education policy

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  • education policies
    • 1944 tri - partite system
      • influenced by the idea of meritocracy
        • people should achieve status through own abilities
      • provides different education to different students
      • grammar, secondary modern, secondary technical
        • 11+ exam determines which school student attends
      • provides equal opportunity - ability determines school not class or wealth
      • evaluation
        • reproduced class inequalities - MC achieved higher due to resources
        • reproduced gender inequalities - girls needed higher marks to get grammar place
    • labour policies
      • reducing inequality in achievement and promoting diversity and choice
      • aim higher
        • encouraging children from deprived areas to go to uni
      • raising leaving age to 18 - raising participant age (RPA)
      • education action zones (EAZs)
        • more money into schools in poor areas
      • education maintenance allowance (EMA)
        • money to students from low income families to go to college / stay at school
      • evaluation
        • the 'new labour' paradox
          • EMA and RPA vs tuition fees
            • even though pupils are staying in education until 18, they are deterred from uni
    • 1988 - marketisation
      • schools were encouraged to compete against each other and act like businesses
        • competing for students
      • examples of marketisation
        • league tables
        • OFSTED reports
        • funding formula
          • dependent on the number of students a school had
        • national curriculum
      • evaluation
        • Ball argues that it benefited MC - schools more selective over intake
          • cream skimming
            • picking the best students (MC)
          • silt shifting
            • avoid taking bad students
          • WC go to under performing schools
    • 1965 - comprehensive system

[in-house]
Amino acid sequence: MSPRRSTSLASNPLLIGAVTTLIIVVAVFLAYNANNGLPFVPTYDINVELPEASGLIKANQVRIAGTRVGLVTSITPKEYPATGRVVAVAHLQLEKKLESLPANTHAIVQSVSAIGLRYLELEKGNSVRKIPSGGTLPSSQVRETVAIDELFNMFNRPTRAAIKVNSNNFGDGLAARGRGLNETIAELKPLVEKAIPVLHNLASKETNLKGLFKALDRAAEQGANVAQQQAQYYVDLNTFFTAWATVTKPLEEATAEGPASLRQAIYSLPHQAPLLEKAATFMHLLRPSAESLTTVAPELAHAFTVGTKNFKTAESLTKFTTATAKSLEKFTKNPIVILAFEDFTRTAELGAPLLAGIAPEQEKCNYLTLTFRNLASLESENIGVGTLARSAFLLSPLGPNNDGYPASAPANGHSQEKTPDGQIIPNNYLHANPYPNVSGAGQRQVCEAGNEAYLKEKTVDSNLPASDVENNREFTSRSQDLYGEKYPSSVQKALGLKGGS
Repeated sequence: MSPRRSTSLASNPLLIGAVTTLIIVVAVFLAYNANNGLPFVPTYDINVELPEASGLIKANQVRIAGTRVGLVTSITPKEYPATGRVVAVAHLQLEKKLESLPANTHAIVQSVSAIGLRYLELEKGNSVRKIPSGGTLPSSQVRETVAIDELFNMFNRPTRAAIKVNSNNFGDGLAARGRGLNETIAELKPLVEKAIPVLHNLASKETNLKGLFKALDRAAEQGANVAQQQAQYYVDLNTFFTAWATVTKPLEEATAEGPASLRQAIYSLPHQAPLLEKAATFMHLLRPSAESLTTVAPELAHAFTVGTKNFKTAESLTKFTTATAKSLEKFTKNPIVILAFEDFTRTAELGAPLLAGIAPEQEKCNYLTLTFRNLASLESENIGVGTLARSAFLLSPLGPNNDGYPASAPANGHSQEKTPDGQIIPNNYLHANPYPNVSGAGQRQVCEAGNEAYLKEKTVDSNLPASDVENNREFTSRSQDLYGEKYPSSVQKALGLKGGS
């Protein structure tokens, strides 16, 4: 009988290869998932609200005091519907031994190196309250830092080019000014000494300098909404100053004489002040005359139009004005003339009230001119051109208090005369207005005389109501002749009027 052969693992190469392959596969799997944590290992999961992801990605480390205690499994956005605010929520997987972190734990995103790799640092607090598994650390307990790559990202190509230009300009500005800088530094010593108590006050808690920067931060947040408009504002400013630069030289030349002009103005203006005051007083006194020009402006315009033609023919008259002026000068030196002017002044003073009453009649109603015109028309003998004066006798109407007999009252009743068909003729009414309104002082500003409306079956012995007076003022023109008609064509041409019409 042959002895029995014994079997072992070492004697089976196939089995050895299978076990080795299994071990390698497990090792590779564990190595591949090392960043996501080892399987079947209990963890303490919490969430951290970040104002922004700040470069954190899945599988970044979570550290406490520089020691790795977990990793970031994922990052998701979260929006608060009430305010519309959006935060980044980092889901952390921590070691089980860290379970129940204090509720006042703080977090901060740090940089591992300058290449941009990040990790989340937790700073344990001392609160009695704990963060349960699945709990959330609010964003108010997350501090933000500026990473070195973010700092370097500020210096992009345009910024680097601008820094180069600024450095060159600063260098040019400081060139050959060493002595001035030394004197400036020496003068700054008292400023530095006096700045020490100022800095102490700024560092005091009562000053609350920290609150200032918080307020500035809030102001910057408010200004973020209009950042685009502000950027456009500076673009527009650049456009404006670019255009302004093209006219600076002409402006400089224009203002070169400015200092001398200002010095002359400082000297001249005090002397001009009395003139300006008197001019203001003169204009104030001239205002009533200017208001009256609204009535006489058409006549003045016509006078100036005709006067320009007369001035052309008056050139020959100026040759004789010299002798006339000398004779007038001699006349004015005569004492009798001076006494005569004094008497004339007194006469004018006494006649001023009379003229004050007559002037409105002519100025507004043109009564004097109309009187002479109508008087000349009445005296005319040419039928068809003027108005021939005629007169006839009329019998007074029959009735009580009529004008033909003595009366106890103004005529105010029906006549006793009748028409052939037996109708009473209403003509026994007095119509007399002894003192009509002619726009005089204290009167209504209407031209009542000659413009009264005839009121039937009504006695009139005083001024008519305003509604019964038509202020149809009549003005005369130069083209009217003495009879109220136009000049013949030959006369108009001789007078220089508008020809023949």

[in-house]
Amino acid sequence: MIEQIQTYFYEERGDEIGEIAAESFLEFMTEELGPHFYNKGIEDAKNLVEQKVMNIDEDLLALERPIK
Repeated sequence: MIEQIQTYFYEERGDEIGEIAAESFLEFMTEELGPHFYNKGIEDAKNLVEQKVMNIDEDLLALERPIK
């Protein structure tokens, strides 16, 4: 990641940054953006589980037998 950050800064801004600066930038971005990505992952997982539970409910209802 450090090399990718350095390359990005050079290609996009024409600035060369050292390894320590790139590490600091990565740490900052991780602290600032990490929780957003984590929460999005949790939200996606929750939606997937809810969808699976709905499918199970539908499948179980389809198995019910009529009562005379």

• aimed to overcome class divide
        • make education more meritocratic
      • 11+ exam abolished
      • one school system introduced - places at schools were based on if student lived in catchment area
      • evaluation
        • reproduced class inequality due to streaming and labelling
    • parentocracy
      • power shifts away from the producer (schools) to the consumers (parents)
        • increase in competitive-ness - development of choice for parents
        • ruled by parents
        • if a school has high funding formula this will attract more parents
      • evaluation
        • Gerwitz identified 3 types of parents
          • priviledged skills choosers
            • MC, use cultural and economic capital to get children into best schools
          • semi skilled choosers
            • ambitious WC, lack economic and cultural capital
            • rely on others - social capital
          • disconnected locals
            • WC, lack of economic and cultural capital, send children to local school
    • privatisation
      • intended to raise standards and increase profits
      • blurring the public / private boundary
        • many senior officials in the public sector leave to set up or work for private sector education businesses
      • globalisation of education
        • many education companies are foreign- owned
        • some UK edu- businesses work overseas, privatising and exporting UK education policy
      • education as a commodity
        • education is being privatised - turned into a commodity owned by private companies
          • bought and sold in an education market
            • education is a source of profit for capitalists

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